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The Friday Dispatch - Issue #8

January 8 · Issue #8 · View online
The Friday Dispatch
7 Articles to Help You Grow Your Business
7 Shortcuts for Building an E-Commerce Startup to $1M in 12 Months
How to Raise Your Rates By Offering Less Value (Yes, LESS value)
Real Life Examples of How to Raise Your Prices on Existing Clients
What To Look For When Hiring an Agency To Handle Your Marketing (No Fluff)
How to Plan a Product Launch: A Live Coaching Call by Bryan Harris
Lead Generation Fundamentals For SaaS Companies
How to REALLY Become a Millionaire
MastermindJam Update
This pretty much sums up this last week in MastermindJam:
Last week, I got all fired up about Justin Jackson’s Mega Maker Challenge. He’s committing to making 100 things in 2016.
O N E . H U N D R E D .
Wait, whaaaaat?! That’s a lot of things.
I barely have time to make my one thing.
I signed up anyway. Logic being: I can make less stuff than Justin and still be pretty proud of myself.
But… I’m starting to second-guess that decision.
In Episode 68 of the Bootstrapped with Kids podcast, Scott and Brecht gave their friend “Ken” the advice to (and I’m paraphrasing here) be sure he’s working above threshold at all times. For all your endeavors, Scott said, there’s a threshold of effort needed to move forward. You can feel really “busy” working on something, but if it isn’t meeting or exceeding that certain threshold, it’s just useless activity that won’t lead to the outcome you’re striving for.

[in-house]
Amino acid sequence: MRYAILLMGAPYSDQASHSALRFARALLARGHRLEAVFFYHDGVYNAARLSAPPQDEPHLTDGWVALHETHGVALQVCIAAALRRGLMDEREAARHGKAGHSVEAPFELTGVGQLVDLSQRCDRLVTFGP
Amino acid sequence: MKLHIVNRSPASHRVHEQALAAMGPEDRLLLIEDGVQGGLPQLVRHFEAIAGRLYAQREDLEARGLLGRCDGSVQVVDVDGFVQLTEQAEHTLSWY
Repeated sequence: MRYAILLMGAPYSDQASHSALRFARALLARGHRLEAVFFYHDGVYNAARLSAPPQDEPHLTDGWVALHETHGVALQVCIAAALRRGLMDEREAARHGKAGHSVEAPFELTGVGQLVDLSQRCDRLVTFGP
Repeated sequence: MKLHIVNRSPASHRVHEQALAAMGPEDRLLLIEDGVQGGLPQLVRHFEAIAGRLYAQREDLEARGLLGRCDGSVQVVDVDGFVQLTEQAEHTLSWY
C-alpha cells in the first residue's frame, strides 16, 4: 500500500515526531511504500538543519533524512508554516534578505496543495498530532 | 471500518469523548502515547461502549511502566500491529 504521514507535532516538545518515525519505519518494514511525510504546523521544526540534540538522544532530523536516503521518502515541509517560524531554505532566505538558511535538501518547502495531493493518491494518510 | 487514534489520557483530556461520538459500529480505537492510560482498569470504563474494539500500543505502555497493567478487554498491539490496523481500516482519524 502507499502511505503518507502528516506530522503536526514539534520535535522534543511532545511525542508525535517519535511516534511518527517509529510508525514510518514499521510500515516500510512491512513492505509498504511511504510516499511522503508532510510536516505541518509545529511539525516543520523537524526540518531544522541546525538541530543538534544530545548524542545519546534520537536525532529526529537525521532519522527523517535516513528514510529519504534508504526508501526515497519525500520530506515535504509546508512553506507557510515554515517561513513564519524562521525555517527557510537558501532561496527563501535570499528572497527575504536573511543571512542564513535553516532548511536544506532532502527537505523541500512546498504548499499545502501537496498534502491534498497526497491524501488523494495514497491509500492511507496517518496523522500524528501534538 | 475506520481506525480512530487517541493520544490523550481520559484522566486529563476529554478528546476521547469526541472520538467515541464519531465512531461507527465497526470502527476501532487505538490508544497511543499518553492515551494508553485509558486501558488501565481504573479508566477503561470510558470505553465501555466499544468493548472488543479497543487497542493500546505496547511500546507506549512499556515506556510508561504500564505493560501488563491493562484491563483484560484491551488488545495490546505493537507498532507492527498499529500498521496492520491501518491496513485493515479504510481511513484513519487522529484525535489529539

And he’s totally correct.
Instead of making a bunch of things, I’m going the other direction.
Barrett Brooks on the crew committed last year to “do more of less” (around 24:25 into this Fizzle Show Podcast Episode 140) in the coming year. I think that’s going to be the core of my thinking this year, as well.
In 2015, I read a cool book by U.K. Olympic rower Ben Hunt-Davis. In his book, he talks about how every decision his rowing team made leading up to the 2000 Olympics hinged around one central question: “Will This Make The Boat Go Faster?
For every minuscule decision, that was the test for how they decided to say Yes or No.
Will going out to the pub for beers tonight make the boat go faster? No? Then it doesn’t happen.
Will an extra rep on the inclined bench press make the boat go faster? Yes it will. Then, cool, spot me while I dig deep and smash out this extra rep.
It’s a timeless lesson, and it’s going to be my motto in 2016.
It’s a simple reminder that in order to accomplish goals in 2016, while still staying present in my marriage and family, while still being effective in my day job, I need to be equally ruthless about even the small actions.
I have a sticky note on my monitor here with that simple question: “Will This Make The Boat Go Faster?” When I see it, I should ask myself, is the thing I’m doing — right now, at this second — in alignment with my goals?
I probably won’t get 100 things made this year. And that’s just fine.
About this newsletter...
This missive from MastermindJam was curated (for better or worse) by Ken Wallace. You can find Ken discussing MastermindJam and other business topics on The Nights & Weekends Podcast. If you’ve found any value from this newsletter, please share it with a friend.
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